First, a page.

The sight of a child holding a toy gun can strike fear in a parent's heart, but many moms and dads are re-examining their attitude toward children's war-related play.

With toy store shelves taking on a decidedly camouflaged look and America engaged in ongoing military conflicts, parents are grappling with whether or not to allow kids to act out war scenarios and how to talk to them about real military actions.

“I gave my kid a G.I. Joe for Christmas and I never would’ve done that before,” said Jen Singer, a mother of 5- and 6-year-old sons in Kinnelon, N.J. "We have soldiers over there who are dying for us and they should know that ... I think it’s healthy for them to act it out to a certain point."

Christine D'Amico, whose sons are 3- and 5-years old, is more ambivalent on the subject. She doesn't want to forbid her sons from playing the games, but often redirects their focus. 

“They make guns out of everything and sticks will easily turn into swords," said the San Diego, Calif., resident. "I try to be low-key about it, but will definitely curb them away and come up with something besides a gun, saying, ‘Let’s make it your magic wand.”

Child experts say there are benefits to letting children act out violent scenarios, but that parents have to be careful about where kids get the inspiration for their games.

If games are war-specific, it’s evidence children are paying too much attention to the news, said John Broughton, associate professor of psychology and education at Teachers College Columbia University (search) in New York City. 

“Something has gone quite seriously wrong if children are being exposed to violence on the news," he said.

However, Broughton also acknowledged parents' dilemma. “Certainly, if one were to stop children from engaging in dramatic play, it would have very negative consequences, make them more aggressive and more inclined to act out their aggression instead of converting it into harmless play.”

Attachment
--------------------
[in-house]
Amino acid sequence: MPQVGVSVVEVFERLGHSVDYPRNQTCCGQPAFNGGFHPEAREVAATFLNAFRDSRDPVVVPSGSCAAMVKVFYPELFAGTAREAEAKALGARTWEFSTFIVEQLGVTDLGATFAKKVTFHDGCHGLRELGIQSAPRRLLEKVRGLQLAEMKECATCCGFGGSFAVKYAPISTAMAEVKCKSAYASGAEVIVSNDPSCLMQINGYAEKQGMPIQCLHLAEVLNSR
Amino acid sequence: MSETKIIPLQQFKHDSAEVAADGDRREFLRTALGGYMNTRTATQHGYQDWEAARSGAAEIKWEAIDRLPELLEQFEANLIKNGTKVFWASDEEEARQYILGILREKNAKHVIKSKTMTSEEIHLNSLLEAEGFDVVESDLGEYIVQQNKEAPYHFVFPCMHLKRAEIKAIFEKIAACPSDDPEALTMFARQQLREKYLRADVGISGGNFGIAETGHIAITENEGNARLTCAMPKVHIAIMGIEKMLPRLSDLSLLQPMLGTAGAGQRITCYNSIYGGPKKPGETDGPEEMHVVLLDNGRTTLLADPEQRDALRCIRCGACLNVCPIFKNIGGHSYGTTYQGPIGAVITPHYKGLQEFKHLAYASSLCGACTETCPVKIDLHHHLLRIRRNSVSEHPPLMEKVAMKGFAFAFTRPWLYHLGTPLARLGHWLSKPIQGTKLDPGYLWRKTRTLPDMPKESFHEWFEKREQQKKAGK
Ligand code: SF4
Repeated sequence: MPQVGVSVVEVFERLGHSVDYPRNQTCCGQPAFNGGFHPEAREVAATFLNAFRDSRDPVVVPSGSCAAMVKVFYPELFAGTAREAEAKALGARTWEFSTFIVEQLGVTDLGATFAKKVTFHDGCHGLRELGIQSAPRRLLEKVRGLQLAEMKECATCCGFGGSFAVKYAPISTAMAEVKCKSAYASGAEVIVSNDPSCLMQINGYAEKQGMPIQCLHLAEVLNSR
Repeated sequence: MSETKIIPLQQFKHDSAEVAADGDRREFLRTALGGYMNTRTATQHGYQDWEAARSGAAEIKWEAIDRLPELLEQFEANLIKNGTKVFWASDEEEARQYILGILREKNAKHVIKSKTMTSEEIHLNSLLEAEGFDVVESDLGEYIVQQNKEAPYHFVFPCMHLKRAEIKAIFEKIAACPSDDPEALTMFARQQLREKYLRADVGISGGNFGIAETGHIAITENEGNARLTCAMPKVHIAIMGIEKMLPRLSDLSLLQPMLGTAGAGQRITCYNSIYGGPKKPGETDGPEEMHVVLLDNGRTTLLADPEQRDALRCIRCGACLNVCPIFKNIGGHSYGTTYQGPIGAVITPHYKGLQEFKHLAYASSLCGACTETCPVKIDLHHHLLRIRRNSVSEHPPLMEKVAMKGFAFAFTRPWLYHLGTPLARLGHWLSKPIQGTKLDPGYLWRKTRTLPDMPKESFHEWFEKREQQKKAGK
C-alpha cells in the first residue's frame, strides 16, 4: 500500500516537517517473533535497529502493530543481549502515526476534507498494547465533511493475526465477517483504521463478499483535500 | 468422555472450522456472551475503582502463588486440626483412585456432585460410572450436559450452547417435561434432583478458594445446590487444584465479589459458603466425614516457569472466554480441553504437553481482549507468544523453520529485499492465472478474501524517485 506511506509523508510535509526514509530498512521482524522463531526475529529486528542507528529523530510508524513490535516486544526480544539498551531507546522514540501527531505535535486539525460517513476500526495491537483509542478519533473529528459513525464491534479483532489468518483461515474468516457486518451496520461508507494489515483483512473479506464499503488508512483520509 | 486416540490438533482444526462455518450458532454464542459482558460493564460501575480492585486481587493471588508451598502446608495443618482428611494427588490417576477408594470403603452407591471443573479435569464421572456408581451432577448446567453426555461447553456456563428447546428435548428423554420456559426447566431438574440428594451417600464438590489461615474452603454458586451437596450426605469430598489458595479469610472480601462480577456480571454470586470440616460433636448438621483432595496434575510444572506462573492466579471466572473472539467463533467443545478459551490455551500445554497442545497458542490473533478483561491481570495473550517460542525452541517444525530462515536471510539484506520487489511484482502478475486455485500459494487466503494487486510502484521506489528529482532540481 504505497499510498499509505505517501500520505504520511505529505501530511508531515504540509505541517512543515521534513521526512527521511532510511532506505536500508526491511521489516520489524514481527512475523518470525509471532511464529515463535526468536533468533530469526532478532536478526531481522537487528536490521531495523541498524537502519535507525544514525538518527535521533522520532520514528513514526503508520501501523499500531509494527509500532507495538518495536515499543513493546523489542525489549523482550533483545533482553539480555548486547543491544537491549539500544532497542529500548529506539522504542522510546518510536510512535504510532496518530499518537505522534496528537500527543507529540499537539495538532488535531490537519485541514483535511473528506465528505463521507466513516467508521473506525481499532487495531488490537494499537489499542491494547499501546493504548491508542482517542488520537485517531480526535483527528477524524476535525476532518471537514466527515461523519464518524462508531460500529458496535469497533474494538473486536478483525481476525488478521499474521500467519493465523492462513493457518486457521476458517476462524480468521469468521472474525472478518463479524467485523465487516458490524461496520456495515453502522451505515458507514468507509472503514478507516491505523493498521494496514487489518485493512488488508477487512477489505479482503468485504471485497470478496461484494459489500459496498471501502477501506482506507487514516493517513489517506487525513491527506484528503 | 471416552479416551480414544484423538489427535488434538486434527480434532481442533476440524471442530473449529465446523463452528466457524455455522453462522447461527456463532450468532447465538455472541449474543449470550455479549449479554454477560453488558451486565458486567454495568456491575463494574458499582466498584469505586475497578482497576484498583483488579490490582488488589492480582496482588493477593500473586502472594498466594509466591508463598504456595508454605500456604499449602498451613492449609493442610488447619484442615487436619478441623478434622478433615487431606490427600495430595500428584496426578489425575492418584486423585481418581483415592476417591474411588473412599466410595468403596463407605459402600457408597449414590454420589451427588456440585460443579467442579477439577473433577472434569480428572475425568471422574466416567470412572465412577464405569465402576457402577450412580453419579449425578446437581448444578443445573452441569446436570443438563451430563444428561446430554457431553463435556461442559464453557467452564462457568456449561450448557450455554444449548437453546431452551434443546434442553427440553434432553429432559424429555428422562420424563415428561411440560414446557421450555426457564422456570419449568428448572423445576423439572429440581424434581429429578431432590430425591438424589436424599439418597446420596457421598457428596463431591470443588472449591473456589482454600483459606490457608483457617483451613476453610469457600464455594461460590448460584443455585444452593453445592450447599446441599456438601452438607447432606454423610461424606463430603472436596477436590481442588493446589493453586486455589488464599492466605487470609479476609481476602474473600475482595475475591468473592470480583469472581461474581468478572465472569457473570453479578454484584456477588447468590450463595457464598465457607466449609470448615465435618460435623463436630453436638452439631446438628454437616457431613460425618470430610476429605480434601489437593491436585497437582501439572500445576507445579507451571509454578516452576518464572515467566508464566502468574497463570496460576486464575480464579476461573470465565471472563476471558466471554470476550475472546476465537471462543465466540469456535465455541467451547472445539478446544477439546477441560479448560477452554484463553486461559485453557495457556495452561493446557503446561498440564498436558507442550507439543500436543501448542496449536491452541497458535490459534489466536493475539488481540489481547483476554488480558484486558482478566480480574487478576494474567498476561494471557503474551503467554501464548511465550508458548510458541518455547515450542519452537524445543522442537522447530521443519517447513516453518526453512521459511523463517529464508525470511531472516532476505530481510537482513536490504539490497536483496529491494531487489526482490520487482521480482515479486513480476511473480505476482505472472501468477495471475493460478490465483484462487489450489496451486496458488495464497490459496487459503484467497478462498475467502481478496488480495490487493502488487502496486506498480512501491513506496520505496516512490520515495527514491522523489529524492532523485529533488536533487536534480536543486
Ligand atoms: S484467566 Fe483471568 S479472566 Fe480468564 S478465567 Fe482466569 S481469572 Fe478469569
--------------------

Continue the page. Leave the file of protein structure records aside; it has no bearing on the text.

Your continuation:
Attitudes toward war play have changed over the last decade, particularly since the U.S. has been involved in several large-scale operations, Broughton said. He pointed out that some parents opposed to military action have kept military toys away from their kids, but that most parents have gone the other direction.

“On the whole, the militaristic transformation of the country outweighed the pacifist reaction and there’s been a major increase in sales, marketing and consumption of military toys," he said.

Between 2001 and 2002,  sales of G.I. Joe (search) increased by 46 percent, Hasbro (search) reported. And when toy retailer Small Blue Planet (search) launched a series of figures called "Special Forces: Showdown With Iraq,” two of the four models sold out immediately, The New York Times reported recently.

While some parents may be unnerved by seeing their little ones act out gruesome games, seemingly violent play can be emotionally beneficial, Broughton said.

“Usually kids are laughing hysterically when playing with guns, pretending to die, rolling over and dying in agony,” he said. “That helps children deal with a terrifying fear of death, which is totally incomprehensible to a child.”

As for parents, D’Amico said she's noticed two definite camps.

“Some parents are super zealous and say, ‘My child will never have a violent toy,’" she said. "But there are others that thinks it’s OK. Our sons have gotten toy guns as birthday gifts and we couldn’t believe it.”

And other parents who were once opposed to toy soldiers have changed their attitude since terrorists struck the U.S.

In 2000, Singer said she chastised the nurse at the pediatrician's office for allowing a toy tank in their waiting area, but months later regretted her comments.

“I didn't want to have to explain war to my then 3-year-old son,” she said. “How foolish did I feel a year later when we saw real tanks on the highway headed for nearby New York City after the World Trade Center attacks?” 

Singer lives in a community that suffered heavy losses on Sept. 11.

We lost a neighbor down the street, who had three kids and now these kids have no father,” she said. “Parents, especially around here, aren’t as strict as they used to be. Parents are making the realization that this is part of our reality now.”

Still, D'Amico said balancing rough play with down time and discussion about war with her kids is the best route for her.

“We’re reinforcing [that war is] sad, people don’t want this, it makes lives really hard, and helping them see the reality of it,” she said. “Because for a little boy, watching tanks blow things up is exciting.”